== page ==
“You don’t have a turn-the-cheek revolution. There’s no such thing as a nonviolent revolution.”
Malcolm X, also known as Malcolm Little and El-Hajj Malik El-Shabazz, was one of the most prominent civil rights leaders in American history.
Born on May 19, 1925, in Omaha, Nebraska, Malcolm X was a revolutionary black nationalist leader and spokesman for the Nation of Islam during the 1950s and ’60s. As a gifted speaker, Malcolm X urged African Americans to fight against racism “by any means necessary,” including violence.
“Be peaceful, be courteous, obey the law, respect everyone; but if someone puts his hand on you, send him to the cemetery.”
After breaking off from the Nation of Islam, Malcolm X went on an extensive journey throughout North Africa and the Middle East. He also made the Hajj, the traditional privilege to Mecca, Saudi Arabia. During this time, he converted to traditional Islam and became more optimistic about the possibility of a nonviolent revolution in the United States.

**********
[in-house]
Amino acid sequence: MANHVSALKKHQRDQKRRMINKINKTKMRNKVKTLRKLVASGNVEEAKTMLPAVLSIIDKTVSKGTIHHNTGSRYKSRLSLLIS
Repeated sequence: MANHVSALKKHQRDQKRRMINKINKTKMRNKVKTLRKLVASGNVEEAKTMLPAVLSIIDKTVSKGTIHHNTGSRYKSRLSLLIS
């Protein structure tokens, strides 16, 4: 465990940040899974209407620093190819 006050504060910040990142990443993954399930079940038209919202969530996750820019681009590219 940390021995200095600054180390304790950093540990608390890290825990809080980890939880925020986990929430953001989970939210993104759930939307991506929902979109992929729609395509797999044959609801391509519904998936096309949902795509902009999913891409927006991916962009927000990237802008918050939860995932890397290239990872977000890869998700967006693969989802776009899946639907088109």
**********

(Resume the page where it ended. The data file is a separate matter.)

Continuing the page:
“The true brotherhood I had seen had influenced me to recognize that anger can blind human vision,” he said. “America is the first country … that can actually have a bloodless revolution.”
Malcolm X was assassinated soon after his return to the United States, just as he appeared to be embarking on an ideological transformation that could have greatly changed the course of the Civil Rights Movement. Although there is much controversy regarding his approach to the civil rights movement, one of his greatest, undeniable contributions to society was demonstrating the lengths a populace will endure to fight for their freedom.
“Power in defense of freedom is greater than power in behalf of tyranny and oppression, because power, real power, comes from our conviction which produces action, uncompromising action.”